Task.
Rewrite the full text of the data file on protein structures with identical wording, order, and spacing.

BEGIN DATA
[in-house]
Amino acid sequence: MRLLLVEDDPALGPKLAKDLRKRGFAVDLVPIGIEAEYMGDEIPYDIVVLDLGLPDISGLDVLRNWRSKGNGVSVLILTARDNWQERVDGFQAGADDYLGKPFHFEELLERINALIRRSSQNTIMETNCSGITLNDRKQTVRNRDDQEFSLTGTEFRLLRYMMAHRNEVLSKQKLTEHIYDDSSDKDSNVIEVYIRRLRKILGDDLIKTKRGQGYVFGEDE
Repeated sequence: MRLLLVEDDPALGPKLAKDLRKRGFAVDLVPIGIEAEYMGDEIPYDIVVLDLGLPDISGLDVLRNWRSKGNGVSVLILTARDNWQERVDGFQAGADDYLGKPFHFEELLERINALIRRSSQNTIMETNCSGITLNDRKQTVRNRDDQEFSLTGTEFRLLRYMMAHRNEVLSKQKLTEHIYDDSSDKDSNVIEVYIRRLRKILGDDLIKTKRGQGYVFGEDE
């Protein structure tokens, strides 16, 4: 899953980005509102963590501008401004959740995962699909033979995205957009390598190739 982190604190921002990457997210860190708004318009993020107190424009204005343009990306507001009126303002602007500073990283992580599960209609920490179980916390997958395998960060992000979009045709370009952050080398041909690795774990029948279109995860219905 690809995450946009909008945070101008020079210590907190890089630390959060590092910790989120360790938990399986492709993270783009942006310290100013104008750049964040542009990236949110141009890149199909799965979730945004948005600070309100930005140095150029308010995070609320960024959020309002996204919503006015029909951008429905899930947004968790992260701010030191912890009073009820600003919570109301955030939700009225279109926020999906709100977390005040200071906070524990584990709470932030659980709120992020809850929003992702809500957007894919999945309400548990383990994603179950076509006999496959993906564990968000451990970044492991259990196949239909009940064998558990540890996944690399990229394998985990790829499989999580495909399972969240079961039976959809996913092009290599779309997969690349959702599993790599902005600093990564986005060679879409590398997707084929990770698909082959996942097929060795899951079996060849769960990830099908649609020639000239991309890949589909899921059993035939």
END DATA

[in-house]
Amino acid sequence: MRLLLVEDDPALGPKLAKDLRKRGFAVDLVPIGIEAEYMGDEIPYDIVVLDLGLPDISGLDVLRNWRSKGNGVSVLILTARDNWQERVDGFQAGADDYLGKPFHFEELLERINALIRRSSQNTIMETNCSGITLNDRKQTVRNRDDQEFSLTGTEFRLLRYMMAHRNEVLSKQKLTEHIYDDSSDKDSNVIEVYIRRLRKILGDDLIKTKRGQGYVFGEDE
Repeated sequence: MRLLLVEDDPALGPKLAKDLRKRGFAVDLVPIGIEAEYMGDEIPYDIVVLDLGLPDISGLDVLRNWRSKGNGVSVLILTARDNWQERVDGFQAGADDYLGKPFHFEELLERINALIRRSSQNTIMETNCSGITLNDRKQTVRNRDDQEFSLTGTEFRLLRYMMAHRNEVLSKQKLTEHIYDDSSDKDSNVIEVYIRRLRKILGDDLIKTKRGQGYVFGEDE
């Protein structure tokens, strides 16, 4: 899953980005509102963590501008401004959740995962699909033979995205957009390598190739 982190604190921002990457997210860190708004318009993020107190424009204005343009990306507001009126303002602007500073990283992580599960209609920490179980916390997958395998960060992000979009045709370009952050080398041909690795774990029948279109995860219905 690809995450946009909008945070101008020079210590907190890089630390959060590092910790989120360790938990399986492709993270783009942006310290100013104008750049964040542009990236949110141009890149199909799965979730945004948005600070309100930005140095150029308010995070609320960024959020309002996204919503006015029909951008429905899930947004968790992260701010030191912890009073009820600003919570109301955030939700009225279109926020999906709100977390005040200071906070524990584990709470932030659980709120992020809850929003992702809500957007894919999945309400548990383990994603179950076509006999496959993906564990968000451990970044492991259990196949239909009940064998558990540890996944690399990229394998985990790829499989999580495909399972969240079961039976959809996913092009290599779309997969690349959702599993790599902005600093990564986005060679879409590398997707084929990770698909082959996942097929060795899951079996060849769960990830099908649609020639000239991309890949589909899921059993035939």